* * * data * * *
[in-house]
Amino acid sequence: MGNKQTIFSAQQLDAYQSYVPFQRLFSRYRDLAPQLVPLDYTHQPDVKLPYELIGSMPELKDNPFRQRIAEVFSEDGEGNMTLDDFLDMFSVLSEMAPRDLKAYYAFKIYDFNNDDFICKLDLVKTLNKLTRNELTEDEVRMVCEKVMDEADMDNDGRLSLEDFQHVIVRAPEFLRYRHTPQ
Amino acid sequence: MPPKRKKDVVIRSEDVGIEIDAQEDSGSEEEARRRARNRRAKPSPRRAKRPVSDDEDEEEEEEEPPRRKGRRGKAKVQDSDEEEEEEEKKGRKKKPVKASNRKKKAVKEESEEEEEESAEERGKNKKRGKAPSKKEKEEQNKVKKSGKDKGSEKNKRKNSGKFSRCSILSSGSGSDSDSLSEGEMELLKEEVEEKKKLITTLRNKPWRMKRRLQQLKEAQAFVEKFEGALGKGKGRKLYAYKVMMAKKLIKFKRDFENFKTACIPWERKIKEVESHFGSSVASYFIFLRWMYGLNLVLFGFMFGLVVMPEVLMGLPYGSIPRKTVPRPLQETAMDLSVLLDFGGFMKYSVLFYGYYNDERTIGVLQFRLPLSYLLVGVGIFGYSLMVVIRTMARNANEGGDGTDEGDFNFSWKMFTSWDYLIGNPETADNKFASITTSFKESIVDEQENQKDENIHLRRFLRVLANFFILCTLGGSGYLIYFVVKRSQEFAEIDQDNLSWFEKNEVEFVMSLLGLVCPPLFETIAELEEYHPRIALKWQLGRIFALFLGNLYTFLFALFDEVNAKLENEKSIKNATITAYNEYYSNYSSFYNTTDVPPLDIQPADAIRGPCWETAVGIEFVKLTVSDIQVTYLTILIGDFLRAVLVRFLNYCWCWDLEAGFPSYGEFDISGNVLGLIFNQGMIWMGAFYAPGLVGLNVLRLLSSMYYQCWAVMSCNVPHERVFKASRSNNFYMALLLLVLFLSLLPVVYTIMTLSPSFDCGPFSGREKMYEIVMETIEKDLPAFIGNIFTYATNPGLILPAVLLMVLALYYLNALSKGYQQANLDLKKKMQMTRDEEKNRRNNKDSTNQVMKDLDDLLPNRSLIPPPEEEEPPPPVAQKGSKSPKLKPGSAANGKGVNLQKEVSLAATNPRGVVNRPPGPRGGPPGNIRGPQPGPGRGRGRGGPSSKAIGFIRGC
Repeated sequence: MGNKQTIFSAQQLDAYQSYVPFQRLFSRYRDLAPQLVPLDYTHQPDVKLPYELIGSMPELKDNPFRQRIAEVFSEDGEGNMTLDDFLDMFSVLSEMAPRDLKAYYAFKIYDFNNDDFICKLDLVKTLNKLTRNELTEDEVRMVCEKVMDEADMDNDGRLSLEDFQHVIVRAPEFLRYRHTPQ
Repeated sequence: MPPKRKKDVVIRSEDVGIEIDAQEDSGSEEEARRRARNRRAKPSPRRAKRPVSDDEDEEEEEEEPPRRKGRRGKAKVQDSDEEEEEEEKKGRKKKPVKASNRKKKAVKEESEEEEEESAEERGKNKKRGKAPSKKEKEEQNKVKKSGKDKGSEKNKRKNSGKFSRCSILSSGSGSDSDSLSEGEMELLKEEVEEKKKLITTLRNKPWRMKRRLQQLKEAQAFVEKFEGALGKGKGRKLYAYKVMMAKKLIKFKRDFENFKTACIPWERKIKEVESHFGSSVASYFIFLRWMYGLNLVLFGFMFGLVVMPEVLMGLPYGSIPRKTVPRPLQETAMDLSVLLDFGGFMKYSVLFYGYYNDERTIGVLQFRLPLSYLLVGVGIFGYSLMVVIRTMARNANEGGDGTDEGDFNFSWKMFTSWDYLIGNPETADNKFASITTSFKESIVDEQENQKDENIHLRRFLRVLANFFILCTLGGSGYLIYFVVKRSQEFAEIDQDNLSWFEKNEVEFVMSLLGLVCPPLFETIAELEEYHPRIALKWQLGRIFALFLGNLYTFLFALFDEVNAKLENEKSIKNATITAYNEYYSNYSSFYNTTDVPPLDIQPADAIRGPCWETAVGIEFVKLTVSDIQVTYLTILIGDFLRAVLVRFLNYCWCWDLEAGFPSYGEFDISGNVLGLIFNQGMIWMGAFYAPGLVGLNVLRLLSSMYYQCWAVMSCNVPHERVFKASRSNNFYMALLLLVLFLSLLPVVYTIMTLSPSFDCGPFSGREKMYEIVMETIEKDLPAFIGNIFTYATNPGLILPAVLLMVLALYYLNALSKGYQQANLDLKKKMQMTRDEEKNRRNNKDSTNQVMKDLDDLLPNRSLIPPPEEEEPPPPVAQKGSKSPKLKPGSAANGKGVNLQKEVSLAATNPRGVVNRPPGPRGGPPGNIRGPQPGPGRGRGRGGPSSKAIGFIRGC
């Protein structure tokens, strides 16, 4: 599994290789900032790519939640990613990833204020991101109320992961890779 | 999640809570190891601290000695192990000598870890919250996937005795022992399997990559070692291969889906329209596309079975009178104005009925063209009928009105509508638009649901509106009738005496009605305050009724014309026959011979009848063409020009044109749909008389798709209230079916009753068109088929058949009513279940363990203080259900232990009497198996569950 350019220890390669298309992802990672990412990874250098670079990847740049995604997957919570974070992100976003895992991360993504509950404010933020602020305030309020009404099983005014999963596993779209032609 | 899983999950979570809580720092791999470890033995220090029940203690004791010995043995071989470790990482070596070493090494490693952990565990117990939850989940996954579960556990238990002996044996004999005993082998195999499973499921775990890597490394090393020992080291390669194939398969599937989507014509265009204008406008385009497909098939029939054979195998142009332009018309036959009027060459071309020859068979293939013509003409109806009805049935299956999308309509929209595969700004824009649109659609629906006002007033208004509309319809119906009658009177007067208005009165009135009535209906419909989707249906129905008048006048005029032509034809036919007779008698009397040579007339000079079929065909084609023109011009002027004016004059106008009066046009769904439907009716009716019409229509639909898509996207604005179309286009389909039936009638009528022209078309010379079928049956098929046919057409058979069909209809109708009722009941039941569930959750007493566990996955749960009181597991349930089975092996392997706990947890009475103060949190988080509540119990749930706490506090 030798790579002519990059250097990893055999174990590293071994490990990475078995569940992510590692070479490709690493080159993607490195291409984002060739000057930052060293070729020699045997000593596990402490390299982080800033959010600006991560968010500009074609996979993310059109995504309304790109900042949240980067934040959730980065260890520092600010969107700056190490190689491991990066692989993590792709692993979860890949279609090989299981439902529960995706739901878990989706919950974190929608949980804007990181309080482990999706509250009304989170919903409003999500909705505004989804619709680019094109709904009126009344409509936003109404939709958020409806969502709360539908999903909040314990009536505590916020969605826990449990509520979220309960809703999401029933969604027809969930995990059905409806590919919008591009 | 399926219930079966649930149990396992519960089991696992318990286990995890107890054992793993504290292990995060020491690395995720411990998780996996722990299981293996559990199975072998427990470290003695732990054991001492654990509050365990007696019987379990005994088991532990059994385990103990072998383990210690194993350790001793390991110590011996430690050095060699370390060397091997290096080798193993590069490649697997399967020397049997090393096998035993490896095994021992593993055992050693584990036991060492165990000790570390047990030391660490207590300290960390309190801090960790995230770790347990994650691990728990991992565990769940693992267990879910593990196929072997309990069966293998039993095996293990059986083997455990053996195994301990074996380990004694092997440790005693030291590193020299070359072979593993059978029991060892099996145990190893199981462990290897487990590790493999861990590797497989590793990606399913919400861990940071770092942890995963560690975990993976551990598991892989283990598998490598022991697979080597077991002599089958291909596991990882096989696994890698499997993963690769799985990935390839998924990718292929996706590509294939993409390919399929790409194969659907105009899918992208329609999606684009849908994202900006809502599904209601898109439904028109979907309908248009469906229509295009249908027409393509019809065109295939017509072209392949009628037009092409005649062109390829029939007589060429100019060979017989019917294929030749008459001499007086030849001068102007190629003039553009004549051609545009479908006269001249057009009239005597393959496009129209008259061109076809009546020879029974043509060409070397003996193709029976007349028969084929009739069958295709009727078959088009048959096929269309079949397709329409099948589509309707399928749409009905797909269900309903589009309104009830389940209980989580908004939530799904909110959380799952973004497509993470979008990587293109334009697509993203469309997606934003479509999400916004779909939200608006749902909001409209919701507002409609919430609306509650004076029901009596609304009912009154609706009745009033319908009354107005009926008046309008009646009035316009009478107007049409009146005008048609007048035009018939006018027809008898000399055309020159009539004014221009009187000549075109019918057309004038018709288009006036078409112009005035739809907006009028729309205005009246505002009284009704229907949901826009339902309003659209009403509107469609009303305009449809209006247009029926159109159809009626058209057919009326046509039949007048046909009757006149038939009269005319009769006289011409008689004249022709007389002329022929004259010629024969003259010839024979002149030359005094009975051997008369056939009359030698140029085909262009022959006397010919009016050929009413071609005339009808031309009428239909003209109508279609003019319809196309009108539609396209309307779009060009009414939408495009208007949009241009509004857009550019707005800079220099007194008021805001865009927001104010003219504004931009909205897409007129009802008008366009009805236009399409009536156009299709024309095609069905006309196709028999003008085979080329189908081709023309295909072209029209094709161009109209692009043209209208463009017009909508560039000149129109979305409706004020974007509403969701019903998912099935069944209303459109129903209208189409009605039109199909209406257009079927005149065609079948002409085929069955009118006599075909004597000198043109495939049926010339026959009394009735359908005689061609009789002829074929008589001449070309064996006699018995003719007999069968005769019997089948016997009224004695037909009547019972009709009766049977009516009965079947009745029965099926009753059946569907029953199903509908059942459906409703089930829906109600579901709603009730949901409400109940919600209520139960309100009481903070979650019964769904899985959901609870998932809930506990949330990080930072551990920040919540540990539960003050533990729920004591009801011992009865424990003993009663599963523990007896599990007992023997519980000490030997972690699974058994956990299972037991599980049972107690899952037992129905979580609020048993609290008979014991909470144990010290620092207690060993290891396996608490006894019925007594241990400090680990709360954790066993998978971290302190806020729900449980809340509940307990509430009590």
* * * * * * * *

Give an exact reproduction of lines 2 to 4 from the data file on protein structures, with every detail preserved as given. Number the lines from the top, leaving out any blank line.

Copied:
Amino acid sequence: MGNKQTIFSAQQLDAYQSYVPFQRLFSRYRDLAPQLVPLDYTHQPDVKLPYELIGSMPELKDNPFRQRIAEVFSEDGEGNMTLDDFLDMFSVLSEMAPRDLKAYYAFKIYDFNNDDFICKLDLVKTLNKLTRNELTEDEVRMVCEKVMDEADMDNDGRLSLEDFQHVIVRAPEFLRYRHTPQ
Amino acid sequence: MPPKRKKDVVIRSEDVGIEIDAQEDSGSEEEARRRARNRRAKPSPRRAKRPVSDDEDEEEEEEEPPRRKGRRGKAKVQDSDEEEEEEEKKGRKKKPVKASNRKKKAVKEESEEEEEESAEERGKNKKRGKAPSKKEKEEQNKVKKSGKDKGSEKNKRKNSGKFSRCSILSSGSGSDSDSLSEGEMELLKEEVEEKKKLITTLRNKPWRMKRRLQQLKEAQAFVEKFEGALGKGKGRKLYAYKVMMAKKLIKFKRDFENFKTACIPWERKIKEVESHFGSSVASYFIFLRWMYGLNLVLFGFMFGLVVMPEVLMGLPYGSIPRKTVPRPLQETAMDLSVLLDFGGFMKYSVLFYGYYNDERTIGVLQFRLPLSYLLVGVGIFGYSLMVVIRTMARNANEGGDGTDEGDFNFSWKMFTSWDYLIGNPETADNKFASITTSFKESIVDEQENQKDENIHLRRFLRVLANFFILCTLGGSGYLIYFVVKRSQEFAEIDQDNLSWFEKNEVEFVMSLLGLVCPPLFETIAELEEYHPRIALKWQLGRIFALFLGNLYTFLFALFDEVNAKLENEKSIKNATITAYNEYYSNYSSFYNTTDVPPLDIQPADAIRGPCWETAVGIEFVKLTVSDIQVTYLTILIGDFLRAVLVRFLNYCWCWDLEAGFPSYGEFDISGNVLGLIFNQGMIWMGAFYAPGLVGLNVLRLLSSMYYQCWAVMSCNVPHERVFKASRSNNFYMALLLLVLFLSLLPVVYTIMTLSPSFDCGPFSGREKMYEIVMETIEKDLPAFIGNIFTYATNPGLILPAVLLMVLALYYLNALSKGYQQANLDLKKKMQMTRDEEKNRRNNKDSTNQVMKDLDDLLPNRSLIPPPEEEEPPPPVAQKGSKSPKLKPGSAANGKGVNLQKEVSLAATNPRGVVNRPPGPRGGPPGNIRGPQPGPGRGRGRGGPSSKAIGFIRGC
Repeated sequence: MGNKQTIFSAQQLDAYQSYVPFQRLFSRYRDLAPQLVPLDYTHQPDVKLPYELIGSMPELKDNPFRQRIAEVFSEDGEGNMTLDDFLDMFSVLSEMAPRDLKAYYAFKIYDFNNDDFICKLDLVKTLNKLTRNELTEDEVRMVCEKVMDEADMDNDGRLSLEDFQHVIVRAPEFLRYRHTPQ